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The disparate impact strand of antidiscrimination law provides the possibility of challenging harmful employment, education, housing, and other public and private policies and practices without the often-difficult burden of proving intentional discrimination. And yet the disparate impact standard seems to be facing its own burdens. Rulings by the Supreme Court in recent years have shaken the disparate impact standard's footing. In Ricci v. De- Stefano, the Court rejected a frontal assault to the disparate impact standard under Title VII of the Civil Rights Act of 1964, but cast the standard as at odds with Title VII's true core – its prohibition of intentional discrimination. In its 2001 decision in Alexander v. Sandoval, the Court refused to allow private enforcement of the disparate impact regulations issued pursuant to Title VI of the Civil Rights Act of 1964, and though it assumed the validity of these regulations, the Court noted their "considerable tension" with the dictates of the statute. Then, in May 2013, the Court granted certiorari on the validity of the federal courts' longstanding interpretation of the Fair Housing Act ("FHA") to prohibit unjustified disparate impacts in Township of Mount Holly, New Jersey v. Mt. Holly Gardens Citizens in Action, Inc.The Supreme Court appeared poised to decide the question, but the case was settled by the parties shortly before oral argument. The Supreme Court has had past waves of skepticism about the doctrine. The Court's 1989 opinion in Wards Cove Packing Co. v. Atonio made it harder for plaintiffs to establish disparate impact claims; congressional rejection of this decision spurred the 1991 Civil Rights Act's codification of a burden-shifting standard for Title VII. Indeed, even commentators supportive of disparate impact's inclusionary goals question the efficacy of the disparate impact standard and ask whether the standard detracts from the assumed more important goal of addressing intentional discrimination.

This Article argues that casting disparate impact as a disfavored, illegitimate, judicially created branch of antidiscrimination law fails to grapple adequately with disparate impact's longstanding roots as a tool employed by agencies to implement statutory antidiscrimination precepts. Nor does this view fully appreciate the continuing role that federal administrative agencies play in shaping the meaning of disparate impact today. Investigating the role of agencies in shaping disparate impact has new urgency: the Department of Housing and Urban Development ("HUD") recently promulgated regulations formalizing the FHA's disparate impact standard.The rule's legality as well as its broader legitimacy crucially depend on one's view of agencies' formal powers, expertise, and capacity to define and shape disparate impact. This rulemaking brings to the fore the role of civil rights and federal agencies in shaping and interpreting disparate impact.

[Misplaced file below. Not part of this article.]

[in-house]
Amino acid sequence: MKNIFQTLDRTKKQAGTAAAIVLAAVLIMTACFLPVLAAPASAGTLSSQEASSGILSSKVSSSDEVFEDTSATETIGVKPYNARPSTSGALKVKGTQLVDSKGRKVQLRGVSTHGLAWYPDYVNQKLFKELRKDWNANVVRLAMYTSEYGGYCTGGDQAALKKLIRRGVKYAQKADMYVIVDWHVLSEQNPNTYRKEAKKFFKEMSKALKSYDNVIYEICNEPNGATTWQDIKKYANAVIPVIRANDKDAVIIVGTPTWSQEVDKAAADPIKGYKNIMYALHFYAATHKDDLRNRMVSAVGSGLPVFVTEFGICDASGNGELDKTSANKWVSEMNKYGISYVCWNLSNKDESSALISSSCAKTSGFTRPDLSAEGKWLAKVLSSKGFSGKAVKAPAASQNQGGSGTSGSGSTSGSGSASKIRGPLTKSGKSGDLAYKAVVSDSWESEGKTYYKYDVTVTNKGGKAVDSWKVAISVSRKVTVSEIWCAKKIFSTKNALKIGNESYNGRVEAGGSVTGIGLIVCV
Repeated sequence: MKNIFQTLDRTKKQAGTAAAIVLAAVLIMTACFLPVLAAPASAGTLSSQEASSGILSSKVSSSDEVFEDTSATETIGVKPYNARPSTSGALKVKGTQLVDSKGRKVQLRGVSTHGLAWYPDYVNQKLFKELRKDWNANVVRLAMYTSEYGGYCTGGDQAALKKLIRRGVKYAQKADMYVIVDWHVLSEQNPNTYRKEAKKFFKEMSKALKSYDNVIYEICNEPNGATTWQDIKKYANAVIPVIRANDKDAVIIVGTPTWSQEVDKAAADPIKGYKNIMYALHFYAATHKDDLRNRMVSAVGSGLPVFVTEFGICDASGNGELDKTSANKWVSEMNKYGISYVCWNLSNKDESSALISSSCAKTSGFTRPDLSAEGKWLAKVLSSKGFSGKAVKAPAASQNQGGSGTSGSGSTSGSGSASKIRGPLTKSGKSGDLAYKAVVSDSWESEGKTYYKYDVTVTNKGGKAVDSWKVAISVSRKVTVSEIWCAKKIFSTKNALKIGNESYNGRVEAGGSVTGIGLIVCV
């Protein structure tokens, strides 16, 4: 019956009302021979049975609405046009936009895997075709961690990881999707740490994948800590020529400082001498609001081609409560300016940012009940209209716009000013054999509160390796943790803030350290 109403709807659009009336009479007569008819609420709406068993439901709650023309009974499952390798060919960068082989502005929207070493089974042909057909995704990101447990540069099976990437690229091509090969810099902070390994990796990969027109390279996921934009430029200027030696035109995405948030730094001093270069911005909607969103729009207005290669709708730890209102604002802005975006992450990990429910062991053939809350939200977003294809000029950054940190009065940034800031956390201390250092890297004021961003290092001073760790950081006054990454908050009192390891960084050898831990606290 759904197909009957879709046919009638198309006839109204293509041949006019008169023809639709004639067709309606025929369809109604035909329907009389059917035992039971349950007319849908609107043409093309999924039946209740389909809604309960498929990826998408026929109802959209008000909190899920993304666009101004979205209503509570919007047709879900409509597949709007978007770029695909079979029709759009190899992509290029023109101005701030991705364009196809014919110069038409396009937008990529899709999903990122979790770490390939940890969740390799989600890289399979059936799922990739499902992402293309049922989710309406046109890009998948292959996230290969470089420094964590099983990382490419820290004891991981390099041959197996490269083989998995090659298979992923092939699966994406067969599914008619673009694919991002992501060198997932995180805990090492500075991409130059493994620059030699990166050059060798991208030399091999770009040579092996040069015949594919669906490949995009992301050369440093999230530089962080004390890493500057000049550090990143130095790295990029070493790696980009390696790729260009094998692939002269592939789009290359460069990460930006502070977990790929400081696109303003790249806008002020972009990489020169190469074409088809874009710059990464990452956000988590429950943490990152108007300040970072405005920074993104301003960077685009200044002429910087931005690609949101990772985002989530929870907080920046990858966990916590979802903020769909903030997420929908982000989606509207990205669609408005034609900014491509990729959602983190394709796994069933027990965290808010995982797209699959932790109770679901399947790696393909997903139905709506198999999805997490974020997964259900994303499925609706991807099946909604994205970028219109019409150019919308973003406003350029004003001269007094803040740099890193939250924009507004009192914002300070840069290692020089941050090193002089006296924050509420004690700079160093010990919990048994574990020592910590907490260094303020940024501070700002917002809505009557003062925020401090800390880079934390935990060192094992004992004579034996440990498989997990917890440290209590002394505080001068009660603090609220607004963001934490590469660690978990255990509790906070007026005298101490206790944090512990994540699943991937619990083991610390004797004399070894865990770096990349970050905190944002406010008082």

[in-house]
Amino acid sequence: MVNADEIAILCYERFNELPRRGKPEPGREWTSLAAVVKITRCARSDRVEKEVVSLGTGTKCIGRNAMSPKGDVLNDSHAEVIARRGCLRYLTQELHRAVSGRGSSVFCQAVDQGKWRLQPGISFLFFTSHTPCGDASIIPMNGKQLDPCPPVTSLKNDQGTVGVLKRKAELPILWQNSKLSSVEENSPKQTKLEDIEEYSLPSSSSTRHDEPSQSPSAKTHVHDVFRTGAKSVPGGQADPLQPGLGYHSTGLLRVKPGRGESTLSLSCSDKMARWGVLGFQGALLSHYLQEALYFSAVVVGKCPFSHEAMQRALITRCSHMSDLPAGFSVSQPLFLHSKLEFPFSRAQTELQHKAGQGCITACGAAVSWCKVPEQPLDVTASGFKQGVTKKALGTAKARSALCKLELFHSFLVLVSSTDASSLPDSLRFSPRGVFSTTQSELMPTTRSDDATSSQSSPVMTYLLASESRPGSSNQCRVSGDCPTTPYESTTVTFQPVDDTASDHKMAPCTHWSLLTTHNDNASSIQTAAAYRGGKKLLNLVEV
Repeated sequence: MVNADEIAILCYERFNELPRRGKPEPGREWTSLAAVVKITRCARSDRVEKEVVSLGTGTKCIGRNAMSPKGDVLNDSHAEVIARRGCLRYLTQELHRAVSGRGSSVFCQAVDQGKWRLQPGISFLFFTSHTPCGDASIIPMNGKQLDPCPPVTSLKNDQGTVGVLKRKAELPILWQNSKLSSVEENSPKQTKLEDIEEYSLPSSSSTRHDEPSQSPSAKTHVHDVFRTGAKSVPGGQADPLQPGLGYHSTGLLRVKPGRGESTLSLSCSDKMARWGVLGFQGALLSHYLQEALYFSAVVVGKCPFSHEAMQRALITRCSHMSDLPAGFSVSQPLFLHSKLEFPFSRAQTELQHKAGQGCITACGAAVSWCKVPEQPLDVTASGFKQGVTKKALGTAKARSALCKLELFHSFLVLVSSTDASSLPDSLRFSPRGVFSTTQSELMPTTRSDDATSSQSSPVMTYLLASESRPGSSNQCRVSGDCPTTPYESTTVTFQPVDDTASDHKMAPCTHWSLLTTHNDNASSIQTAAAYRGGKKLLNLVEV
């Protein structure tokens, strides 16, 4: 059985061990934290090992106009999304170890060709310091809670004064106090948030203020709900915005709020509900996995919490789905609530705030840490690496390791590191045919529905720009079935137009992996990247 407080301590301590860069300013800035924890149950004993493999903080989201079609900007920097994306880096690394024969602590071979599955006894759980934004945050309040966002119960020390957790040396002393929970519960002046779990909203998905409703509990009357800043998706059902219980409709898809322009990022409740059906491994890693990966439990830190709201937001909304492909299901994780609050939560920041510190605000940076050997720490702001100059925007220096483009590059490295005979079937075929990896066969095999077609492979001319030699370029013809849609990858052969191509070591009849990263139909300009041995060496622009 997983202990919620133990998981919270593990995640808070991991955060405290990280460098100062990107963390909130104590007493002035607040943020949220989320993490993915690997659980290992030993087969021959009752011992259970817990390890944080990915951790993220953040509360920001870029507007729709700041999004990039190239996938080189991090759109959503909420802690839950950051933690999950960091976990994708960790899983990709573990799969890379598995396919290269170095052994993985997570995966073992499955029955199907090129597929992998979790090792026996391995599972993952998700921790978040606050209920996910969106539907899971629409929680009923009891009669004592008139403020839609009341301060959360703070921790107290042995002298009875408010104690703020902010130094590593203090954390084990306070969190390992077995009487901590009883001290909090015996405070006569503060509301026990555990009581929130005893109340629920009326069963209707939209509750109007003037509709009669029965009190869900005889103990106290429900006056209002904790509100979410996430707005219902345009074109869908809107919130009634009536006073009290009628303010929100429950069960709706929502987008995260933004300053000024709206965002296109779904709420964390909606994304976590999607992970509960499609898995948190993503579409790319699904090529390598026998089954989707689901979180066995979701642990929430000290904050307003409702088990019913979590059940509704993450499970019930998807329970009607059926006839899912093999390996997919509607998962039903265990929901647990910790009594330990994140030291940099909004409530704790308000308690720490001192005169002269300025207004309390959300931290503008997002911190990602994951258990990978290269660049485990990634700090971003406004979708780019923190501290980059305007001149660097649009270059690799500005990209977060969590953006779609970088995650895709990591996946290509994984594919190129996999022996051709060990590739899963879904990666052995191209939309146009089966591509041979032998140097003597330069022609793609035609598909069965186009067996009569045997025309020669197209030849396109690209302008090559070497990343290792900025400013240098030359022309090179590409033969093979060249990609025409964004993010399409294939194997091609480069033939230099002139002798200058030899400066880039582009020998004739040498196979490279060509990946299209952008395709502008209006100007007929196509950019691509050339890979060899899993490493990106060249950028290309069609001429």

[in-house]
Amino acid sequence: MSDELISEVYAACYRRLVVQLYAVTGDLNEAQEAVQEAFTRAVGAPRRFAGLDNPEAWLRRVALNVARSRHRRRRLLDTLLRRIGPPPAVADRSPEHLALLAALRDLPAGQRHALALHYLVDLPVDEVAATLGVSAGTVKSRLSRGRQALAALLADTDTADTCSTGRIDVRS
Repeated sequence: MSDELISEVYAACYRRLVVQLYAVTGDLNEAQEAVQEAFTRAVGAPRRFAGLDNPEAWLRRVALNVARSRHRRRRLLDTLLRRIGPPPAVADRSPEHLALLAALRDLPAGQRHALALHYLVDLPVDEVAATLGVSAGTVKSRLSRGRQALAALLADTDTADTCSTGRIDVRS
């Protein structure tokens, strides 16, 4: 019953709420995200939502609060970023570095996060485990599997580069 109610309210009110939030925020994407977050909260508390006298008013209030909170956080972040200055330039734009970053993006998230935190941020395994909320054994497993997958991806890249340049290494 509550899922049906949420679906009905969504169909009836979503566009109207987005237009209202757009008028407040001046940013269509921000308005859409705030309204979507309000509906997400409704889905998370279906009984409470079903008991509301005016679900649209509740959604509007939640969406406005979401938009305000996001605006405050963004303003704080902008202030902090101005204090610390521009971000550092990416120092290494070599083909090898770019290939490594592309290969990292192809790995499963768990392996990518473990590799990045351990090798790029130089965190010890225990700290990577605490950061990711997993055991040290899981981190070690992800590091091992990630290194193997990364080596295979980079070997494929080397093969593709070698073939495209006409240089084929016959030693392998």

The new FHA regulations, I suggest, provide an occasion to examine afresh the disparate impact standard's origins in agency lawmaking and practice. Understanding the role of agencies in developing and shaping disparate impact standards has the potential to shore up the disparate impact standard's seemingly shaky normative foundations in a number of key ways. For one, including agencies in our account allows us to understand disparate impact not as a separate offshoot of antidiscrimination law invented by courts, but as a reasonable agency implementation choice given the potentially broad and conflicting meanings of the antidiscrimination directive of civil rights law. Agencies, not courts, first developed disparate impact under the Civil Rights Act of 1964, and, under standard administrative deference principles, agencies have authority to define the capacious term "discrimination" to include disparate impact. In addition, agencies' implementation of disparate impact draws on their distinctive set of competencies relative to courts. For instance, in the context of fair housing, HUD's promulgation of disparate impact rules has the capacity to stabilize disparate impact law and to provide clarity to regulated entities subject to different judicial standards. Disparate impact's fate is intimately connected with civil rights' hybrid enforcement regime – one that lodges implementation power not just in courts, but also in agencies.


Civil Rights and Discrimination | Housing Law | Law


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